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Wednesday, 30 May 2012
Page: 6293

Queensland Environmental Assessments


Mrs D'ATH (Petrie) (15:04): My question is to the Minister for Sustainability, Environment, Water, Population and Communities. Can the minister please advise the House on the latest developments in streamlining environmental assessments to avoid duplication with the Queensland government?


Mr BURKE (WatsonMinister for Sustainability, Environment, Water, Population and Communities) (15:04): I thank the member for Petrie for the question. It is an important question for all Queenslanders, given the significant job opportunities that will come from the pipeline of investment that is coming before us in Queensland at the moment. With that in mind, at the last meeting of COAG the Prime Minister and the premiers, including the Queensland Premier, made clear that where we can avoid duplication we want to; when we can streamline processes we want to.

That is why I was astonished yesterday to find the Queensland government adding a layer of environmental duplication on referrals that was not previously there. They did it on the Alpha coalmine project, which will have 990 Queensland jobs when operational, 3,600 Queensland jobs during the construction phase and which was being assessed under a bilateral agreement—a bilateral agreement which matches what people on both sides of this chamber have been talking about for some time, where we get the state level to do a single assessment process so that we do not have a federal process then a state process and at the end of that it goes back to each minister for approvals.

Yesterday the Queensland Coordinator-General released his report. When he released it the Deputy Premier in his media statement said, 'The federal minister for the environment is yet to complete his assessment under the Commonwealth environmental legislation.' There is a reason why I am yet to complete it: until yesterday there was not going to be a Commonwealth assessment. Until yesterday that duplication did not exist. Until yesterday we thought that, under a bilateral agreement, Queensland was going to be serious on eliminating the duplication so we could meet the same environmental standards which we want to hold—no reduction in the standards—but streamline the process as a company goes towards a final investment decision on a project worth $6.4 billion.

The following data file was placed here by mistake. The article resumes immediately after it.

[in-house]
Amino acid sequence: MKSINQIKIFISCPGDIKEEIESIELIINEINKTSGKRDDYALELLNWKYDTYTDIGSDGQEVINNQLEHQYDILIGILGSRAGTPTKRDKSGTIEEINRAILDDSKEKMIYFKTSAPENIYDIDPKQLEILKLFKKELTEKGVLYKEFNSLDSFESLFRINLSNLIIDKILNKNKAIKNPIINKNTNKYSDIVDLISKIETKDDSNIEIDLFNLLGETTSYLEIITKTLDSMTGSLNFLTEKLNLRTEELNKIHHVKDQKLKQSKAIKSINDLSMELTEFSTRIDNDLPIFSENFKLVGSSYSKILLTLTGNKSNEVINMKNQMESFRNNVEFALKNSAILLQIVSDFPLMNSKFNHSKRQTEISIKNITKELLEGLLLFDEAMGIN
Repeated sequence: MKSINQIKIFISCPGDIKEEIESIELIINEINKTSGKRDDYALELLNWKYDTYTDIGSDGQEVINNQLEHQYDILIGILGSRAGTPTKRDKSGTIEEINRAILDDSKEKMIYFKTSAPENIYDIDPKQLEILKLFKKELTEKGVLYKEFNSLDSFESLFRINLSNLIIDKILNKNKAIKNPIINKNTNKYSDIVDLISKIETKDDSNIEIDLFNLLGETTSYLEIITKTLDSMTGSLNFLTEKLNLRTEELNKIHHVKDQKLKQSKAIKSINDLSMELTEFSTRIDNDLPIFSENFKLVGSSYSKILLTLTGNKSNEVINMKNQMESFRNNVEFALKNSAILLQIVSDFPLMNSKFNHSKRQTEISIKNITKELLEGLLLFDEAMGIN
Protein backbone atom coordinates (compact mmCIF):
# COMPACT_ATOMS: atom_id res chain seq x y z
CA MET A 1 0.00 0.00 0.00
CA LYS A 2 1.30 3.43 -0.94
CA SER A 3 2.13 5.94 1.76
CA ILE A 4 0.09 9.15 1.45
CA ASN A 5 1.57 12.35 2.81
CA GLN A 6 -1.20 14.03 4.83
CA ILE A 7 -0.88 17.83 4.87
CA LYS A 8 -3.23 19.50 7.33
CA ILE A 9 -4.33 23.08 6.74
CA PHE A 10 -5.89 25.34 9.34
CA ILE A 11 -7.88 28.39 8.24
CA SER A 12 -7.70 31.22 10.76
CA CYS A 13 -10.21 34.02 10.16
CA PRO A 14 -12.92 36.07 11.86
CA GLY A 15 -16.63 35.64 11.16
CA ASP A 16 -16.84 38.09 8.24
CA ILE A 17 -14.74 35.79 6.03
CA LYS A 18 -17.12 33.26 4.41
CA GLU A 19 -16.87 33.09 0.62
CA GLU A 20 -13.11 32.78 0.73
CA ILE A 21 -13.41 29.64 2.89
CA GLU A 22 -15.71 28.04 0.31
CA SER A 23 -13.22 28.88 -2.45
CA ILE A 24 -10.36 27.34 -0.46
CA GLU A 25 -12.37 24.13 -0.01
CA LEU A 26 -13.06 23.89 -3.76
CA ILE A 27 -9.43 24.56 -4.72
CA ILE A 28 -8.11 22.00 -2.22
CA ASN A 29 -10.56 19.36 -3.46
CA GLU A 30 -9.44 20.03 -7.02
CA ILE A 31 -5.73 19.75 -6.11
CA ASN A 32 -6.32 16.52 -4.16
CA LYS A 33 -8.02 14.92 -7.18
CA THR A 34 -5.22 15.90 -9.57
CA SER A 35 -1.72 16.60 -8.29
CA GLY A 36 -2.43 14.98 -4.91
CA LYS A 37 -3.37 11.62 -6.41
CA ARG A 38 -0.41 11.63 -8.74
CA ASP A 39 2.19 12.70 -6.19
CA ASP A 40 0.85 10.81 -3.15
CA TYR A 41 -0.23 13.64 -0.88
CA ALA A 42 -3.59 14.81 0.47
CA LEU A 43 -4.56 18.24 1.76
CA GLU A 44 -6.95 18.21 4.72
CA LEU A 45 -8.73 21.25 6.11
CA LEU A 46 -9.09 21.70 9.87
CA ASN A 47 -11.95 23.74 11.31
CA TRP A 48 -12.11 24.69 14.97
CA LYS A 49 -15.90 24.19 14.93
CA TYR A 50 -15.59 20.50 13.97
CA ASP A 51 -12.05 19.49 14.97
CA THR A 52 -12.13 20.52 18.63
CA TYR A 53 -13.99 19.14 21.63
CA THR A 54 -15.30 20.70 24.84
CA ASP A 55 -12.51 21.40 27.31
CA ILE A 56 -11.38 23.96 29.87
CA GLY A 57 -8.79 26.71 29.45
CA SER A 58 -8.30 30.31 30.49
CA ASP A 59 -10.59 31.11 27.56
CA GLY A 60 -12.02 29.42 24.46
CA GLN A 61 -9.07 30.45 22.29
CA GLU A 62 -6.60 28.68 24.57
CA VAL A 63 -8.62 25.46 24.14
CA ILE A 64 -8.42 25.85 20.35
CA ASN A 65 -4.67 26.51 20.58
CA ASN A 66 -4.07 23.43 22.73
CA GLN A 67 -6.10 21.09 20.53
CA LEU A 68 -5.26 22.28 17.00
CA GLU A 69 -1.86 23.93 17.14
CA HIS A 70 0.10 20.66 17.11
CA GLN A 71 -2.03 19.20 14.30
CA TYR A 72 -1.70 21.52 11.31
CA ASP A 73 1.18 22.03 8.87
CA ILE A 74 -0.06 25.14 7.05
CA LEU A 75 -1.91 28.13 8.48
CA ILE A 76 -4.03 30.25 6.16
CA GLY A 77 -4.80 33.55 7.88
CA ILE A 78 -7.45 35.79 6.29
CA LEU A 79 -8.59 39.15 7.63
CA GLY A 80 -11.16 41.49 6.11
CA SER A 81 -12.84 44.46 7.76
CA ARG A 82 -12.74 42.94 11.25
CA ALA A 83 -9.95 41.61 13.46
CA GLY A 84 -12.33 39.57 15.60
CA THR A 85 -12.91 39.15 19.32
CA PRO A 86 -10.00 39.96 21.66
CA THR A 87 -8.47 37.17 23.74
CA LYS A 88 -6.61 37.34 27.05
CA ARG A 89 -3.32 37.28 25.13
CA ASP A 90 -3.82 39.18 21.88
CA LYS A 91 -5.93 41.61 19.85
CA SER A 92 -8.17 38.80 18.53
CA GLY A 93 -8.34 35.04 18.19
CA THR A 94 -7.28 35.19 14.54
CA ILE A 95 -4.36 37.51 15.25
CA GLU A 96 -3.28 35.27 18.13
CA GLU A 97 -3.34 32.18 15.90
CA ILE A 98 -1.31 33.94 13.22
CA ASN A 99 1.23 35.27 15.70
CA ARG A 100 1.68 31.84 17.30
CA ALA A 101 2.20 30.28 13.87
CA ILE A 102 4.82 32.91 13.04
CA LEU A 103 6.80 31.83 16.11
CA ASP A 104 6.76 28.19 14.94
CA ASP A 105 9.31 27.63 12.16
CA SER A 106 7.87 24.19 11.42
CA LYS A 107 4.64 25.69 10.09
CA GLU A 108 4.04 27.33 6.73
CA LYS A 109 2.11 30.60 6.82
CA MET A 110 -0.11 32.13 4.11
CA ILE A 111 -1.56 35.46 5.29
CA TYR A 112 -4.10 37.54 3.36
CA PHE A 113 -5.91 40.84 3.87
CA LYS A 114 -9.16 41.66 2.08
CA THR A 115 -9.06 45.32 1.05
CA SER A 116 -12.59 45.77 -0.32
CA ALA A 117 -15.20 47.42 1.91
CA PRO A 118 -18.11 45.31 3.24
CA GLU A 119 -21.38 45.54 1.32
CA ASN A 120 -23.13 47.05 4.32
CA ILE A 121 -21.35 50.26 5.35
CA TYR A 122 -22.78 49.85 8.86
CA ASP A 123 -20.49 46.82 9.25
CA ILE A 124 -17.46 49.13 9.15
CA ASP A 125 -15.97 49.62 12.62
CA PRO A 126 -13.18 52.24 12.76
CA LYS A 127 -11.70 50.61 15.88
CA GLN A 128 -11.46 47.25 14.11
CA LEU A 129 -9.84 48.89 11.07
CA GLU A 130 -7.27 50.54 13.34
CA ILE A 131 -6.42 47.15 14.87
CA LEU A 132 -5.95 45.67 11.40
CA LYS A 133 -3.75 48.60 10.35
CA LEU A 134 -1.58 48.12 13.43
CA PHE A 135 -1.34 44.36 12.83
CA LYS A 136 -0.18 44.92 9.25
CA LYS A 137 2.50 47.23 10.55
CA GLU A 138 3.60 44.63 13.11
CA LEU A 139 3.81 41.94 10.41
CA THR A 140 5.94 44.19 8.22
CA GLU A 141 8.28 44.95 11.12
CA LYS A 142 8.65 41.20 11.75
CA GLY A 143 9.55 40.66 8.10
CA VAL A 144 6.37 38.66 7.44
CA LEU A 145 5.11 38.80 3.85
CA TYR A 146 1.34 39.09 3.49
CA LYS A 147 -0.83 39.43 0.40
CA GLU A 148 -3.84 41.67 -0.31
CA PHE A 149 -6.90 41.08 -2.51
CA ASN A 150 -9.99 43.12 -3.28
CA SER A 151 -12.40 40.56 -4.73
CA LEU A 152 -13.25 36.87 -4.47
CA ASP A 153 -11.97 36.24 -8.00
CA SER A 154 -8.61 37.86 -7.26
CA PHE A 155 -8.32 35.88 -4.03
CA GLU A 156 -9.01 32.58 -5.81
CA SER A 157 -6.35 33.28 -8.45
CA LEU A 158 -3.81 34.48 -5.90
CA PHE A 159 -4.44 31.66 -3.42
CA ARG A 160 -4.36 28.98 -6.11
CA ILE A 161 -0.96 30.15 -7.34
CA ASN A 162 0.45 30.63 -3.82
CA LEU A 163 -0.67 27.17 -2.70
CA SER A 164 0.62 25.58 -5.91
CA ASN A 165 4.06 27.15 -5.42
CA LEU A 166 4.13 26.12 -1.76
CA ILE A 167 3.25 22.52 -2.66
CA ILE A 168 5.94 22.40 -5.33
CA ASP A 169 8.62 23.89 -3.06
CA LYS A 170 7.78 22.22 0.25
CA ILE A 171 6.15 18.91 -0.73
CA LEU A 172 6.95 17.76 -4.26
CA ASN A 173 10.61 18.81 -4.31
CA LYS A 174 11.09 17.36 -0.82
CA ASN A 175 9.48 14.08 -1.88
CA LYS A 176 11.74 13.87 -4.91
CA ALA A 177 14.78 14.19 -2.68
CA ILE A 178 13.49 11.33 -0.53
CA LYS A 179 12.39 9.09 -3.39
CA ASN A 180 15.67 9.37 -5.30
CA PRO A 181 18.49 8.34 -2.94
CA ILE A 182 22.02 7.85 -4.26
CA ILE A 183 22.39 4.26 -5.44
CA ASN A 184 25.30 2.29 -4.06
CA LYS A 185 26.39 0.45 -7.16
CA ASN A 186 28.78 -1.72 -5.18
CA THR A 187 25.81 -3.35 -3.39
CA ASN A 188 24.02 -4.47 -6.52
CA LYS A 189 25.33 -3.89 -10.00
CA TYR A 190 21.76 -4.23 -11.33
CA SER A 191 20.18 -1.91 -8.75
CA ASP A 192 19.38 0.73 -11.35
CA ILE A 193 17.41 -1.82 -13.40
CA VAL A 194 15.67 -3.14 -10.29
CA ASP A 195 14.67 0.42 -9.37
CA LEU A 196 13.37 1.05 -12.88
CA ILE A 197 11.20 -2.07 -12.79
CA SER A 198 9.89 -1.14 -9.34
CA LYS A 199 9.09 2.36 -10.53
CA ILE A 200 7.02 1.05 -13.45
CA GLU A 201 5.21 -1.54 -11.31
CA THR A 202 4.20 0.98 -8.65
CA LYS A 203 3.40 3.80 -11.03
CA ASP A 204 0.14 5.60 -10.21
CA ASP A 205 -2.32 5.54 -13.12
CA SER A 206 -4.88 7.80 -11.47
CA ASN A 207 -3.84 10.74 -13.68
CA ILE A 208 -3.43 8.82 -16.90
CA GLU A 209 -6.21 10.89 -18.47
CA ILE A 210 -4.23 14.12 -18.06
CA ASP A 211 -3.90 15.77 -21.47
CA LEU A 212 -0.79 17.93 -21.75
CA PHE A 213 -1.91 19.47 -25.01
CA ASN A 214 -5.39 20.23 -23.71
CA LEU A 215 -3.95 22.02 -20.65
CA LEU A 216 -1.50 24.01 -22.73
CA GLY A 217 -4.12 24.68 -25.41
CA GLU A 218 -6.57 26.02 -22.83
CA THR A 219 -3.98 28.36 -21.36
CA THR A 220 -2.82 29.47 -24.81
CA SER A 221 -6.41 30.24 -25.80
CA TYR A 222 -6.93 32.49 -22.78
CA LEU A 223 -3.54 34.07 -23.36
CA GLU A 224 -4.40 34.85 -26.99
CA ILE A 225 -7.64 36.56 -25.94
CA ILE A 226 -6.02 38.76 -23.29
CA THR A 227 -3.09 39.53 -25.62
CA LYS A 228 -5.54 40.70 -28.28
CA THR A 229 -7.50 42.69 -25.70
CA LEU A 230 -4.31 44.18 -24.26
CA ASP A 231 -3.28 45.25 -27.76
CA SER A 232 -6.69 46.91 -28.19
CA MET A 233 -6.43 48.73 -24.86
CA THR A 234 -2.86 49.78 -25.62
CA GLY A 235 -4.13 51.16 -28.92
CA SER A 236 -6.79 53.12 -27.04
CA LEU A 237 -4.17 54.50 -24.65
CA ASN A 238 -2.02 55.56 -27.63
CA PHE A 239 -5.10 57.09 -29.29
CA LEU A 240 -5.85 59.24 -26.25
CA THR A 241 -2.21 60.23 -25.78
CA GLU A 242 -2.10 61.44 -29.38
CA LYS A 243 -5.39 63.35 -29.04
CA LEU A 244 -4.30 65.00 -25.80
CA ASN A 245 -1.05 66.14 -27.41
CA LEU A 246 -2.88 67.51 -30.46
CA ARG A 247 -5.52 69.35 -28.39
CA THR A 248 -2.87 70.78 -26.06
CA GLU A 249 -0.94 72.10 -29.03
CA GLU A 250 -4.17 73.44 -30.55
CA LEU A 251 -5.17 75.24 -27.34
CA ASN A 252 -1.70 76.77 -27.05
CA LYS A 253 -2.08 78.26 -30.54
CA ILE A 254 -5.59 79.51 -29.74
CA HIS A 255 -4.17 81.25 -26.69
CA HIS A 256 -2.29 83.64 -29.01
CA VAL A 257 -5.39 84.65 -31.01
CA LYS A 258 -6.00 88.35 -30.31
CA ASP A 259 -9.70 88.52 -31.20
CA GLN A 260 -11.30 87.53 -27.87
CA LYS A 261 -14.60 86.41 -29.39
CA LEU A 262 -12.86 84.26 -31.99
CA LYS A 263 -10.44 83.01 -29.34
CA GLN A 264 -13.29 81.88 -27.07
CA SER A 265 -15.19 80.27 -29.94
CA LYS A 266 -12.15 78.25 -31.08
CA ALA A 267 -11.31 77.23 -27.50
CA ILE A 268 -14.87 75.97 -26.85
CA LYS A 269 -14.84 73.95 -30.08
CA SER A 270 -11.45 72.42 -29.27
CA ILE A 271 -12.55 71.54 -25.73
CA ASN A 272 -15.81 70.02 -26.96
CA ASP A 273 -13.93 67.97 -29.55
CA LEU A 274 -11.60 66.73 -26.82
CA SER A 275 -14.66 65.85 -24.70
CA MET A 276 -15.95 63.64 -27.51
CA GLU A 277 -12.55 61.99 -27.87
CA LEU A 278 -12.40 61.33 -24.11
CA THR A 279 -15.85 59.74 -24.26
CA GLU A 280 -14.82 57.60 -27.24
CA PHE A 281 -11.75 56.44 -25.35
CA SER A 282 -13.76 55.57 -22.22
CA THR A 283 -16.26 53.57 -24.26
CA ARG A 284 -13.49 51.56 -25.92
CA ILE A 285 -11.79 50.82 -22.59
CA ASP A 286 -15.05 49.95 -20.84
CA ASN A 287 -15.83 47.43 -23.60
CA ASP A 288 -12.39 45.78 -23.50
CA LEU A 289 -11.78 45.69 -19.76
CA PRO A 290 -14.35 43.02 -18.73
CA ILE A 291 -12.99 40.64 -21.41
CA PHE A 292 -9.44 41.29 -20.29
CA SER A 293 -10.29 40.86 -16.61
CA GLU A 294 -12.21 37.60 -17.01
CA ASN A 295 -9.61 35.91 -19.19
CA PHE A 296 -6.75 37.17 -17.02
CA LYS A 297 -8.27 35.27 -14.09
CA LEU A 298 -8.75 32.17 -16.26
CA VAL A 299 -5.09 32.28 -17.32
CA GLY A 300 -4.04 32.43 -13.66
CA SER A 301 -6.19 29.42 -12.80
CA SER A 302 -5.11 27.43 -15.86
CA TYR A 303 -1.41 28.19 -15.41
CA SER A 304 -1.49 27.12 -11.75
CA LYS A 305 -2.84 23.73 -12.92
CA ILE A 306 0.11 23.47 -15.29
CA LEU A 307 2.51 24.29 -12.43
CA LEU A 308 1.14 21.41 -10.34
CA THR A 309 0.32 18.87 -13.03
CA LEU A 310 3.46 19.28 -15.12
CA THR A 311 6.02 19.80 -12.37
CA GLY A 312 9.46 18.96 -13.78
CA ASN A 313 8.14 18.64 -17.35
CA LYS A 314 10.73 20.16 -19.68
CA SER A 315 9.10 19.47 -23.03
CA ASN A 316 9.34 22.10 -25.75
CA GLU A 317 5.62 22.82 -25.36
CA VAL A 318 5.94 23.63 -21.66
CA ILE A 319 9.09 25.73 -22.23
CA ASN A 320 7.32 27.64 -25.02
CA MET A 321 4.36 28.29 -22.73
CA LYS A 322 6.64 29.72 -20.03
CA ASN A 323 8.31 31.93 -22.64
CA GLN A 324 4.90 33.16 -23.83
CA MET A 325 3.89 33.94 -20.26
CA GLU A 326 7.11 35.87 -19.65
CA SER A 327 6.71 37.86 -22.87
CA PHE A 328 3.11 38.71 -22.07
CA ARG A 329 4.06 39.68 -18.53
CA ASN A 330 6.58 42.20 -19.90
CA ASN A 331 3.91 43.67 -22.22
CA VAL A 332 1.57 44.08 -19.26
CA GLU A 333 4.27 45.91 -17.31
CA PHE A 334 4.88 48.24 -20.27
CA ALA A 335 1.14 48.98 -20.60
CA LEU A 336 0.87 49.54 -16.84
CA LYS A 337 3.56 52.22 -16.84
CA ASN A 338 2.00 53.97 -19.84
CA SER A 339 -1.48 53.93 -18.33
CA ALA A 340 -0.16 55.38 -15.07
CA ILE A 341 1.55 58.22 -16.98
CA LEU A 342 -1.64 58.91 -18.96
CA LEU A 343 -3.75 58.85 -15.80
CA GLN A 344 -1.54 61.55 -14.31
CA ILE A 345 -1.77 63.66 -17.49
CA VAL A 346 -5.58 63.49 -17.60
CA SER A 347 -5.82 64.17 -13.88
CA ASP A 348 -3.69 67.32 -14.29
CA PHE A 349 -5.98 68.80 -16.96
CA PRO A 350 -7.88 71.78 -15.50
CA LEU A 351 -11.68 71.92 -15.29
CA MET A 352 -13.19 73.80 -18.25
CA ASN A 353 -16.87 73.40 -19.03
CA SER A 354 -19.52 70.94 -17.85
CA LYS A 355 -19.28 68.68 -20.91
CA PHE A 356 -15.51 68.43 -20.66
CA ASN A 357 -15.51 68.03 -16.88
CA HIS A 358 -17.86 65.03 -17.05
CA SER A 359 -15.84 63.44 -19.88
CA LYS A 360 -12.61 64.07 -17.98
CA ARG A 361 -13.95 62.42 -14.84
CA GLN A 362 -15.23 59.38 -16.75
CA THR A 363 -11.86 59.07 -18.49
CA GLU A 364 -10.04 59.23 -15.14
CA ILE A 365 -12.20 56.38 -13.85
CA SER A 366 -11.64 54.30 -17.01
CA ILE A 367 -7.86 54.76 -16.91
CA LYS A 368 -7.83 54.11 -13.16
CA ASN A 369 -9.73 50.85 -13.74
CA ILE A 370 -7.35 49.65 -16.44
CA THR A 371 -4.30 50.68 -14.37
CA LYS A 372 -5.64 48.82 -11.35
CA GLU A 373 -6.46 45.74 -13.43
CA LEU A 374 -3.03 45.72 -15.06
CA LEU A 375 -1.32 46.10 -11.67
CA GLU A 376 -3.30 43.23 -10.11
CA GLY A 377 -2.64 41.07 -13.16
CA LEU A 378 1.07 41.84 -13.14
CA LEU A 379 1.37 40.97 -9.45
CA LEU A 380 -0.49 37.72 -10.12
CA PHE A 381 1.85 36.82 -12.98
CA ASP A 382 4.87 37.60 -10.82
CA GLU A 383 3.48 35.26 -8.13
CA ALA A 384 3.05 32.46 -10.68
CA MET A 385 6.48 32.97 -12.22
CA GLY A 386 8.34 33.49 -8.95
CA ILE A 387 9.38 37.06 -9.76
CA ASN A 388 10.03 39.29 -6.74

While we have been sitting here, the Deputy Premier has stood up in the Queensland parliament and said he has just checked with the Coordinator-General and they did meet all the federal standards. I suggest the Coordinator-General in Queensland reads his own report. On page 198 he acknowledged that he did not only have insufficient information coming back from our department, he did not even wait for the Queensland agencies to comment on whether or not they had met the federal standard. On page 220 of that report he acknowledged that they had not met the survey standards.

Mr Dutton interjecting

Mr BURKE: The member for Dickson—a Queensland member, of all people—says, 'Hold the front page!' I have to say that if you are delaying and risking and adding to the process, for a $6.4 billion investment and 3,600 jobs, if it doesn't matter to the Queensland members of this parliament it matters on this side. (Time expired)